Plumbiferous Media

…And the Ever Expanding Universe - The Most Serene Republic

Jul 19th 2009
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...And the Ever Expanding Universe - The Most Serene RepublicThe Most Serene Republic
...And The Ever Expanding Universe
Score: 47

The Most Serene Repub­lic began its career in 2003 with two mem­bers, front­man Ryan Lenssen and singer Adri­an Jew­ett. Six years lat­er, it has sev­en mem­bers and has just released its third album under Arts & Crafts, …And the Ever Expand­ing Uni­verse. The Most Serene Repub­lic has focused over time on their shift­ing musi­cal pres­ence, and their newest album dis­plays quite a change from their ear­li­er work, as well as a great deal of diver­si­ty with­in the album itself. How­ev­er, there is a sig­nif­i­cant amount of fluc­tu­a­tion as to which parts of this change do and don’t work - both ben­e­fit­ing and serv­ing as a detri­ment to …And the Ever Expand­ing Uni­verse.

Put sim­ply, the mem­bers of The Most Serene Repub­lic are quite tal­ent­ed. The album begins (after the orches­tral intro­duc­tion) with a piano line play­ing heavy chords, light­ened by syn­co­pa­tion. The piano is then joined by pow­er­ful gui­tar chords accom­pa­nied by drums, all of which fit per­fect­ly into the cre­ative­ly irreg­u­lar line. Lat­er, after an extreme, lengthy crescen­do, the track qui­ets back down to the same piano line, but on the next entrance Adri­an Jewett’s voice joins the gui­tar and drums, mov­ing the track in a com­plete­ly dif­fer­ent direc­tion. The same piano line takes over a third time around the 2:30 mark, this time altered by a high­er synth line, and the track trans­forms in a third, com­plete­ly unique man­ner. The band also seems to be able to dig itself out of holes. Even though the tam­bour of the drums in “Cathar­sis Boo” is gen­er­al­ly hol­low and dull, the incred­i­bly inter­est­ing drum part more than makes up for the odd sound, to the point where it mix­es quite well with the rest of the track.

The largest prob­lem then with …And the Ever Expand­ing Uni­verse is not locat­ed in any spe­cif­ic ele­ment of the album but in the inter­min­gling of all the ele­ments. Nat­u­ral­ly, it is easy to take issue with cer­tain tracks, such as the excel­lent­ly titled “No One Likes a Nihilist,” with its incred­i­bly abrupt tran­si­tions, “Ves­sels of a Donor Look” and “Four Humours,” both of which main­tain excep­tion­al­ly bright chords (on a very major album) through­out their entireties, or “All of One Is the Oth­er,” which bare­ly plods along. How­ev­er, where the album most often suf­fers is in the amor­phous com­bi­na­tion of large num­bers of voic­es car­ry­ing con­trary lines, includ­ing most of the loud­er sec­tions of “Bub­ble Rep­u­ta­tion,” most of “Heav­ens to Pur­ga­to­ry,” and every­thing after the four minute mark of the lengthy “Pat­ter­nic­i­ty.” These messier sec­tions dimin­ish the tech­ni­cal prowess of the album to such a great extent that one even begins to wish that the band had made a rule of nev­er com­bin­ing more than three voic­es at any one time.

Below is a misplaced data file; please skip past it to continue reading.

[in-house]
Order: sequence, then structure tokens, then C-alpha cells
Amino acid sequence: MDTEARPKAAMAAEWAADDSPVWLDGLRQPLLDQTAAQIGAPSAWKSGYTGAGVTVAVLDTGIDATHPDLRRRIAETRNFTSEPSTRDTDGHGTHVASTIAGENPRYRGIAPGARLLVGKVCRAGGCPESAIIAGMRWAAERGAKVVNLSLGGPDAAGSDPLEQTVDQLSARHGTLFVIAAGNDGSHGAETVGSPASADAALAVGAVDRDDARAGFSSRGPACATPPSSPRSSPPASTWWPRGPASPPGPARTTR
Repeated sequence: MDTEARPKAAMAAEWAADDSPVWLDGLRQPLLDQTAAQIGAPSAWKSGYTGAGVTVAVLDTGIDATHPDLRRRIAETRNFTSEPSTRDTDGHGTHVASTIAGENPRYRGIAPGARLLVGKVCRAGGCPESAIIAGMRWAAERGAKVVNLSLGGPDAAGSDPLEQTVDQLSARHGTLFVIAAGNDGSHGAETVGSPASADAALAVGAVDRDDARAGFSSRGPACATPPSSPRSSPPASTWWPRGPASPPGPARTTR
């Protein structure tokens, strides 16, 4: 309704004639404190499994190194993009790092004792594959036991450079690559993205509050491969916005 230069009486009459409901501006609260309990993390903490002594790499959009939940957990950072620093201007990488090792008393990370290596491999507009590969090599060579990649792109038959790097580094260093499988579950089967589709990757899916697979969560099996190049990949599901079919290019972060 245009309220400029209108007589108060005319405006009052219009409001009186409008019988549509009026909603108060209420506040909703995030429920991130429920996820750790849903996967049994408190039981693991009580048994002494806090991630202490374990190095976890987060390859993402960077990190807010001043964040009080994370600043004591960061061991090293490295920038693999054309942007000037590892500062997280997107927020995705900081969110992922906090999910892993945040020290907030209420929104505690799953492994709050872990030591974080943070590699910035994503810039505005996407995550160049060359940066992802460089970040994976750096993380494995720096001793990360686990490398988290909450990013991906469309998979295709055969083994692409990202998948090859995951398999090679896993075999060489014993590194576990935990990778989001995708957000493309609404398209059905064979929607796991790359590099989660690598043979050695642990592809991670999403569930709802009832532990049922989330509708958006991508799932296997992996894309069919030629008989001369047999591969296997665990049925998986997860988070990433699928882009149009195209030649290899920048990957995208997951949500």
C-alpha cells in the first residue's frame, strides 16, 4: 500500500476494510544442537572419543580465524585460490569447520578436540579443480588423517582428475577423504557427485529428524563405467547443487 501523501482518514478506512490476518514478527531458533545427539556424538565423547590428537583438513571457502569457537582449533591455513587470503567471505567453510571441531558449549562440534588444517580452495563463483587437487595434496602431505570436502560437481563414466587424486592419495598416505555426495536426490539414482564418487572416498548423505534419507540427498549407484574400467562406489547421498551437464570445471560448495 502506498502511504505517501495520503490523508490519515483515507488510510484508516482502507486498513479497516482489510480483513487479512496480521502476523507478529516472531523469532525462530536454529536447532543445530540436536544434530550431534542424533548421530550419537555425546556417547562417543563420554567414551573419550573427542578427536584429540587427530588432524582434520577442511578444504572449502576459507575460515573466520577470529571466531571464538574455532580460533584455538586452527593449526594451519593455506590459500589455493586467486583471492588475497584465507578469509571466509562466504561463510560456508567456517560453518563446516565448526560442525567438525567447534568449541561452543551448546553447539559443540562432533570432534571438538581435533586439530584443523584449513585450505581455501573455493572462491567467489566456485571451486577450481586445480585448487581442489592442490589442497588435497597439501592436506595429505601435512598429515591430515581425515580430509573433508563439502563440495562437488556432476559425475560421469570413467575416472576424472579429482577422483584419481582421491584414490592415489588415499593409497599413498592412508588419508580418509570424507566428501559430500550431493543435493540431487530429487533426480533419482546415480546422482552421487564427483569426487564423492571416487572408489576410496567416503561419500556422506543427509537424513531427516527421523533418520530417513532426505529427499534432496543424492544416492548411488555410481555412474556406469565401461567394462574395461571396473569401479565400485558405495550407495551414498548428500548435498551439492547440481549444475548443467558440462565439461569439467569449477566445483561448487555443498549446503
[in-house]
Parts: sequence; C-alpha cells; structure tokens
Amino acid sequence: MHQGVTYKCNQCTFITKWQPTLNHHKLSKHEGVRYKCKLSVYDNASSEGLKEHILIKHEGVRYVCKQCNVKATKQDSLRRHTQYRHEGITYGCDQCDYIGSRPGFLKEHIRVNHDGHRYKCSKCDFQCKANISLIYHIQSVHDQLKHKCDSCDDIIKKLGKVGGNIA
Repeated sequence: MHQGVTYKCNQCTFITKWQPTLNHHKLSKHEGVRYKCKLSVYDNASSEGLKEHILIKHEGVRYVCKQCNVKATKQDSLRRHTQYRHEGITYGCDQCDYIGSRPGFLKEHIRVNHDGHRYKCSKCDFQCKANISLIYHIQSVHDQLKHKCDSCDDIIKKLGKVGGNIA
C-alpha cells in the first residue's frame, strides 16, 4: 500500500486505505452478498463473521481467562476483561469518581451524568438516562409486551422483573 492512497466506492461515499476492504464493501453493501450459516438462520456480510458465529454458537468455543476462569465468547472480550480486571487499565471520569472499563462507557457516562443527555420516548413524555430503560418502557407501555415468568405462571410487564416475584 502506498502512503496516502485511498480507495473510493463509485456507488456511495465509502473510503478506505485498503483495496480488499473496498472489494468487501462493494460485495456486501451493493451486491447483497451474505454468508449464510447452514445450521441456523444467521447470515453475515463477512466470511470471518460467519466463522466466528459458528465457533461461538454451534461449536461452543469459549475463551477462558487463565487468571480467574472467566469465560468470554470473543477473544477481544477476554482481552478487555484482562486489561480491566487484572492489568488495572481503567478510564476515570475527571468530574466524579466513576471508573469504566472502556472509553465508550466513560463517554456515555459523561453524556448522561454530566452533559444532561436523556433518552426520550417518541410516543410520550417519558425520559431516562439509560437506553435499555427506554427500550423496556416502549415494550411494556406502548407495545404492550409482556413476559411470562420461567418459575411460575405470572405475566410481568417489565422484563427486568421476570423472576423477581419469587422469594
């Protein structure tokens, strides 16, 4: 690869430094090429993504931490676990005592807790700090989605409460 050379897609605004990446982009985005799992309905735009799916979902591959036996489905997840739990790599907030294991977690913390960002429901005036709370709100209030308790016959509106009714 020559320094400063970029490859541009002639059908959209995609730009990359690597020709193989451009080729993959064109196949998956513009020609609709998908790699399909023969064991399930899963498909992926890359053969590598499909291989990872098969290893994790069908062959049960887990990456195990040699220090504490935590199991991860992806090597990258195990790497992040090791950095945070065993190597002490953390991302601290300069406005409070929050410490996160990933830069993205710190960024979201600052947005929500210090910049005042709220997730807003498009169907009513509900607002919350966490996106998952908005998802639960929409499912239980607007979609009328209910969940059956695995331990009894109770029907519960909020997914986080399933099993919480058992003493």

Adri­an Jew­ett and Emma Ditch­burn share vocal duties in The Most Serene Repub­lic, and it’s obvi­ous that, through­out …And the Ever Expand­ing Uni­verse, they’re striv­ing for the right bal­ance and inter­play between their two voic­es. How­ev­er, they nev­er quite reach that point. Jewett’s solo sec­tions are much bet­ter - at his best he dis­plays an intrigu­ing lev­el of nuance, though at his worst he suf­fers from a severe lack of vocal vari­a­tion - even in some of his most inflect­ed sec­tions, the pat­tern of inflec­tion is repeat­ed and quite pre­dictable. Occa­sion­al­ly, one of the two will reach a more inter­est­ing lev­el of cre­ativ­i­ty, such as Jewett’s more inter­est­ing work on the open­ing track, “Bub­ble Rep­u­ta­tion,” but these occa­sions stand in clear con­trast to the rest of the album. Mix­ing deci­sions which leave the instru­men­tal cloud much more promi­nent than any of the vocals com­pound these issues, leav­ing the mediocre vocals buried under sev­er­al lay­ers of sound.

Though many of the lyrics of …And the Ever Expand­ing Uni­verse are obscured by the mut­ed nature of the vocals, those which break through are gen­er­al­ly well-con­sid­ered and fit rhyth­mi­cal­ly to the music. Jewett’s sur­re­al­ly intrigu­ing line on “Bub­ble Rep­u­ta­tion”: “Damn you Sol I said to / Quit your knock / On my door with the pass­ing of time,” demon­strates not only the band’s abil­i­ty to write inter­est­ing lyrics but Jewett’s skilled use of enjamb­ment to com­ple­ment and fur­ther devel­op the irreg­u­lar rhythm of the track. Lat­er lyrics such as “No One Likes a Nihilist“‘s “Quid pro quo fleet­ing” demon­strate the band’s love for lyrics with extreme­ly flu­id mean­ing. This imbues the com­po­nent parts of each track with a poet­ic ambiance but at the same time can leave the tracks some­what con­fus­ing over­all.

In the end, …And the Ever Expand­ing Uni­verse, is an album intri­cate at its best and messy at its worst. The band cer­tain­ly knows how to both com­pose and play inter­est­ing, unex­pect­ed, and pow­er­ful lines, but the band too often relies on den­si­ty, rather than detail. In The Most Serene Republic’s bio, the band writes of mov­ing towards the “ebbs and flows that make you wan­na live.” And while …And the Ever Expand­ing Uni­verse cer­tain­ly fol­lows this mind­set lit­er­al­ly, with upbeat, loud sec­tions paired with much lighter sec­tions, they often, among sta­t­ic slow sec­tions, abrupt tran­si­tions, and shape­less denser sec­tions, seem to lose sight of what they claim to be their orig­i­nal pur­pose for ebbing and flow­ing: avoid­ing stag­nan­cy.

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